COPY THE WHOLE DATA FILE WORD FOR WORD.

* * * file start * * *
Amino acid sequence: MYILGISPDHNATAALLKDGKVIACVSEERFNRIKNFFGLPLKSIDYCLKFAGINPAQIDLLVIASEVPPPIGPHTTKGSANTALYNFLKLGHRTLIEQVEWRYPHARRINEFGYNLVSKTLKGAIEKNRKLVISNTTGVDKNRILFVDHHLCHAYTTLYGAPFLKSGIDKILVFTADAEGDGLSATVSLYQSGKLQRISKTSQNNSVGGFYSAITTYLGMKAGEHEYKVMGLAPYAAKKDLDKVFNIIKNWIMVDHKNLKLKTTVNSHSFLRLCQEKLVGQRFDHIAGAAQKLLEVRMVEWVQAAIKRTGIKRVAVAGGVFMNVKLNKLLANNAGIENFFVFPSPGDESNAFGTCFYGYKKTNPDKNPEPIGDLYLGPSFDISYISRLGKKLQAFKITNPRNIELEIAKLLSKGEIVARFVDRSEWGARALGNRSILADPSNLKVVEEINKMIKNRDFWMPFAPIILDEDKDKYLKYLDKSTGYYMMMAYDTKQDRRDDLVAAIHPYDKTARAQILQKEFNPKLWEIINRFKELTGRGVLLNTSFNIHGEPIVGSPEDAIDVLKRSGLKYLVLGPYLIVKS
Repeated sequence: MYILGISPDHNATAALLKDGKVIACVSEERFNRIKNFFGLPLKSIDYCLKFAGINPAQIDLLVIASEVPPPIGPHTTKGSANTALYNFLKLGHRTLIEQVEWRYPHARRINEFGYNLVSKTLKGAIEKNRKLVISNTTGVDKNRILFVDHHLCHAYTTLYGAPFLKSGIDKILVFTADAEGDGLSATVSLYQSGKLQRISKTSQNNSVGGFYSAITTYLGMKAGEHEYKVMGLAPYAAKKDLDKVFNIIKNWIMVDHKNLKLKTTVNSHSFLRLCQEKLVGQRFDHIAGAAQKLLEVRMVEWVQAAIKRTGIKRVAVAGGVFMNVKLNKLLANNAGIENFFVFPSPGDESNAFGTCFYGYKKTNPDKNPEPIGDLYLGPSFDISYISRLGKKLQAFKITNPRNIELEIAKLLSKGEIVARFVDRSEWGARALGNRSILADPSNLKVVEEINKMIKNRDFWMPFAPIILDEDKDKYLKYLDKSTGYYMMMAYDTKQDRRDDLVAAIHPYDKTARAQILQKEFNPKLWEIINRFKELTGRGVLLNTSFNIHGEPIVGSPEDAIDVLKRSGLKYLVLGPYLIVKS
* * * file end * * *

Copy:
Amino acid sequence: MYILGISPDHNATAALLKDGKVIACVSEERFNRIKNFFGLPLKSIDYCLKFAGINPAQIDLLVIASEVPPPIGPHTTKGSANTALYNFLKLGHRTLIEQVEWRYPHARRINEFGYNLVSKTLKGAIEKNRKLVISNTTGVDKNRILFVDHHLCHAYTTLYGAPFLKSGIDKILVFTADAEGDGLSATVSLYQSGKLQRISKTSQNNSVGGFYSAITTYLGMKAGEHEYKVMGLAPYAAKKDLDKVFNIIKNWIMVDHKNLKLKTTVNSHSFLRLCQEKLVGQRFDHIAGAAQKLLEVRMVEWVQAAIKRTGIKRVAVAGGVFMNVKLNKLLANNAGIENFFVFPSPGDESNAFGTCFYGYKKTNPDKNPEPIGDLYLGPSFDISYISRLGKKLQAFKITNPRNIELEIAKLLSKGEIVARFVDRSEWGARALGNRSILADPSNLKVVEEINKMIKNRDFWMPFAPIILDEDKDKYLKYLDKSTGYYMMMAYDTKQDRRDDLVAAIHPYDKTARAQILQKEFNPKLWEIINRFKELTGRGVLLNTSFNIHGEPIVGSPEDAIDVLKRSGLKYLVLGPYLIVKS
Repeated sequence: MYILGISPDHNATAALLKDGKVIACVSEERFNRIKNFFGLPLKSIDYCLKFAGINPAQIDLLVIASEVPPPIGPHTTKGSANTALYNFLKLGHRTLIEQVEWRYPHARRINEFGYNLVSKTLKGAIEKNRKLVISNTTGVDKNRILFVDHHLCHAYTTLYGAPFLKSGIDKILVFTADAEGDGLSATVSLYQSGKLQRISKTSQNNSVGGFYSAITTYLGMKAGEHEYKVMGLAPYAAKKDLDKVFNIIKNWIMVDHKNLKLKTTVNSHSFLRLCQEKLVGQRFDHIAGAAQKLLEVRMVEWVQAAIKRTGIKRVAVAGGVFMNVKLNKLLANNAGIENFFVFPSPGDESNAFGTCFYGYKKTNPDKNPEPIGDLYLGPSFDISYISRLGKKLQAFKITNPRNIELEIAKLLSKGEIVARFVDRSEWGARALGNRSILADPSNLKVVEEINKMIKNRDFWMPFAPIILDEDKDKYLKYLDKSTGYYMMMAYDTKQDRRDDLVAAIHPYDKTARAQILQKEFNPKLWEIINRFKELTGRGVLLNTSFNIHGEPIVGSPEDAIDVLKRSGLKYLVLGPYLIVKS